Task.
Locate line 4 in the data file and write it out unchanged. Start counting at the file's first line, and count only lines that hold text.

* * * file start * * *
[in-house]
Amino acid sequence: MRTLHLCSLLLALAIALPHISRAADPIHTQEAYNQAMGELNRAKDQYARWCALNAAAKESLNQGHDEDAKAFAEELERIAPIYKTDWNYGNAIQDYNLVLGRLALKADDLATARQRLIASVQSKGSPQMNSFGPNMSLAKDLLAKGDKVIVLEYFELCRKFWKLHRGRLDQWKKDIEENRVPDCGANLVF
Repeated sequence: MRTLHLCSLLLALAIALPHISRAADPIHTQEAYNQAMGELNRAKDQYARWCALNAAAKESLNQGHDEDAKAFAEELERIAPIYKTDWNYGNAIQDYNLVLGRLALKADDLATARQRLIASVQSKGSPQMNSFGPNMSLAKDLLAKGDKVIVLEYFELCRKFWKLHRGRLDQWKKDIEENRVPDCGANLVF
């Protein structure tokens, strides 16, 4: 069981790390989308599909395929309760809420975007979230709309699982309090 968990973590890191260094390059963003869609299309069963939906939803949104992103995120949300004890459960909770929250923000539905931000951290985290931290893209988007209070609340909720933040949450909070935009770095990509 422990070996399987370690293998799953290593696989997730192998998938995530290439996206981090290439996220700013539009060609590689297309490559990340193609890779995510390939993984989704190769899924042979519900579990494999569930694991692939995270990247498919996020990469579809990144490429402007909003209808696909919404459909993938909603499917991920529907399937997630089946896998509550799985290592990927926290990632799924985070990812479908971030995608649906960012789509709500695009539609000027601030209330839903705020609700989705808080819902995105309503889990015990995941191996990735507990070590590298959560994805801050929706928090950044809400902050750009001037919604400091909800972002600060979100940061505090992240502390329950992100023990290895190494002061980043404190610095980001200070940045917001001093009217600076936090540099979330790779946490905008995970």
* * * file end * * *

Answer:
């Protein structure tokens, strides 16, 4: 069981790390989308599909395929309760809420975007979230709309699982309090 968990973590890191260094390059963003869609299309069963939906939803949104992103995120949300004890459960909770929250923000539905931000951290985290931290893209988007209070609340909720933040949450909070935009770095990509 422990070996399987370690293998799953290593696989997730192998998938995530290439996206981090290439996220700013539009060609590689297309490559990340193609890779995510390939993984989704190769899924042979519900579990494999569930694991692939995270990247498919996020990469579809990144490429402007909003209808696909919404459909993938909603499917991920529907399937997630089946896998509550799985290592990927926290990632799924985070990812479908971030995608649906960012789509709500695009539609000027601030209330839903705020609700989705808080819902995105309503889990015990995941191996990735507990070590590298959560994805801050929706928090950044809400902050750009001037919604400091909800972002600060979100940061505090992240502390329950992100023990290895190494002061980043404190610095980001200070940045917001001093009217600076936090540099979330790779946490905008995970």